How likely do you think a national discussion in the U.S. on these issues is when the “public television” New Hour starts off with nuclear industry and Chevron-Texaco advertisements (as on April 20, 2004)?

Meaning of gluttony and denial

With a huge population of petroleum-consumers, the U.S. is headed for devastating famine and utter breakdown of society.  This will be seen as retribution, by Iraqis, Palestinians, Iranians and many other peoples who regard the U.S. as the evil energy glutton.

Up to 15,000 thousand Iraqis have been slaughtered or starved since March 2003, so that U.S. consumers can enjoy no reduction in energy consumption — for now.  Of course, there was more going on than oil in the tragic drama that is Iraq.  But whatever isn’t related to oil would probably be, along with Iraq in general, of minimal world interest if oil was not there.  Is there an Iraqi who does not now wonder if the country’s huge oil reserves are not a curse?

Meanwhile, back in the U.S.A., mainstream culture offers mainly a banquet of crass commercialism, if one can afford it.  Where can one go for a good time or to be amongst one’s own townspeople except at shopping centers, restaurants and the like?  Pay for food.  Pay for a movie.  Pay for a book. 

Pay.  Pay.  Pay.  No pay, not okay, and no lay.

The American Consumer lives as if s/he doesn’t know what’s going on all around him/her.  Pollution, early death, isolation, alienation, acquiescence to brutality — “Let’s look the other way and be nice happy people!”  The surrounding, built environment and the grease of the economy that lubricates it is like the building of a high-rise with rot that stinks only to those that possess rare faculties.  The number of people who do and who say something out loud about our rising plight are probably as rare as color-blind folk.

The fall is ripe

As I write this it is the fifth anniversary of the Columbine High School massacre.  Thirteen people were shot to death there in Littleton, Colorado — but during the same afternoon even more teenagers were killed elsewhere, on average, by cars.  Every afternoon this happens in the U.S.A.  It is noteworthy that neither the U.S. Dept. of Transportation nor international agencies refer any longer to car-crash fatalities as “accidents.”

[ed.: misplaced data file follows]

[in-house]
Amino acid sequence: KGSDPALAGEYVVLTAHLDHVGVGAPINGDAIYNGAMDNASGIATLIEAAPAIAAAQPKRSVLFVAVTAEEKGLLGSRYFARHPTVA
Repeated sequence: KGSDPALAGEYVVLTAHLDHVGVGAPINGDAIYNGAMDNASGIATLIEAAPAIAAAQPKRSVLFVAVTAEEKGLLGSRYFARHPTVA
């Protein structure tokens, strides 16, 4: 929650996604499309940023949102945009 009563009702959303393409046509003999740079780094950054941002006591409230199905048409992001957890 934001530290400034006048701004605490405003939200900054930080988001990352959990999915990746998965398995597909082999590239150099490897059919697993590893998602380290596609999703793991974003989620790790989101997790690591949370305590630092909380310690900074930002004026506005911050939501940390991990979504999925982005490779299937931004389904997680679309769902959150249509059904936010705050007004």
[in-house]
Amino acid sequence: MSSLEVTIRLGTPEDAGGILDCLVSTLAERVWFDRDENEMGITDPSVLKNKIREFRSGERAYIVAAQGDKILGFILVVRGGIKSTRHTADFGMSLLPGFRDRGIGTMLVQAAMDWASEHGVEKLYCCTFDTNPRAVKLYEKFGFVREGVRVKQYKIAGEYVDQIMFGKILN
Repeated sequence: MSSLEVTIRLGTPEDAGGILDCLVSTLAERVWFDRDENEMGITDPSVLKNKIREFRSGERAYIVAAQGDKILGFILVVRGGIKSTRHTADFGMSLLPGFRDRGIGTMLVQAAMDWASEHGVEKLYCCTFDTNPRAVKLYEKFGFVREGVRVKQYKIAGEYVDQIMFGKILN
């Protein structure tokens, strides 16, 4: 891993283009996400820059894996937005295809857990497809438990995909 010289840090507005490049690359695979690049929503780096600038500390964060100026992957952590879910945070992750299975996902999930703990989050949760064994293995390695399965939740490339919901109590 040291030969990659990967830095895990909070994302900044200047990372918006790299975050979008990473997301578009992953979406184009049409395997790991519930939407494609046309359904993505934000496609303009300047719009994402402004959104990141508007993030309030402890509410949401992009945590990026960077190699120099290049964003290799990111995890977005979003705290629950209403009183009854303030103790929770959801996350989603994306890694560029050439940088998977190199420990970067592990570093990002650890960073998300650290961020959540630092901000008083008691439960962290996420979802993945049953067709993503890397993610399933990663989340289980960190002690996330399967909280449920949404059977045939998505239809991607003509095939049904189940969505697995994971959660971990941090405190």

In an Associated Press story on Columbine, dated 4/20/04, a Littleton resident was quoted as saying “We just can’t believe something like this could have happened in such a beautiful community.”  Believe it!  When we run our electric appliances, drive our cars, send our tax dollars to kill people in order to secure an umbilical cord to the sources of oil, that’s not a beautiful community.  It’s a nightmare with a facade of niceness.  A sham.  To see what a wonderful community any town in America is, see how  homelessness or lack of health coverage is dealt with: “Tough luck” for the most part.

This is not to say there is no good to be found.  But if the trend is totally ominous, let’s get to work and not “go to work:” our homes and neighborhoods have to become connected and operate in a spirit of solidarity, frugality and sharing — now. The population of the United States is acting oblivious to the deteriorating reality of society and the natural world.  Are people so blind and unaware, that the mass media can always lead them to thinking that their nation is just trying its best to muddle through?  Or are more and more people getting a sense of the extreme, pervasive dishonesty and avoidance regarding almost every issue of importance? Crises multiply and grow, and still the petroleum bags are just dispensed as though they were falling autumn leaves doing no harm. We are now in the fall before the big autumn storm.  Not many will make it through the coming “winter” of our own making. *****  April 20, 2004

Read about Argentina from our Latin America correspondent Raul Riutor

Read about Cuba’s bicycle revolution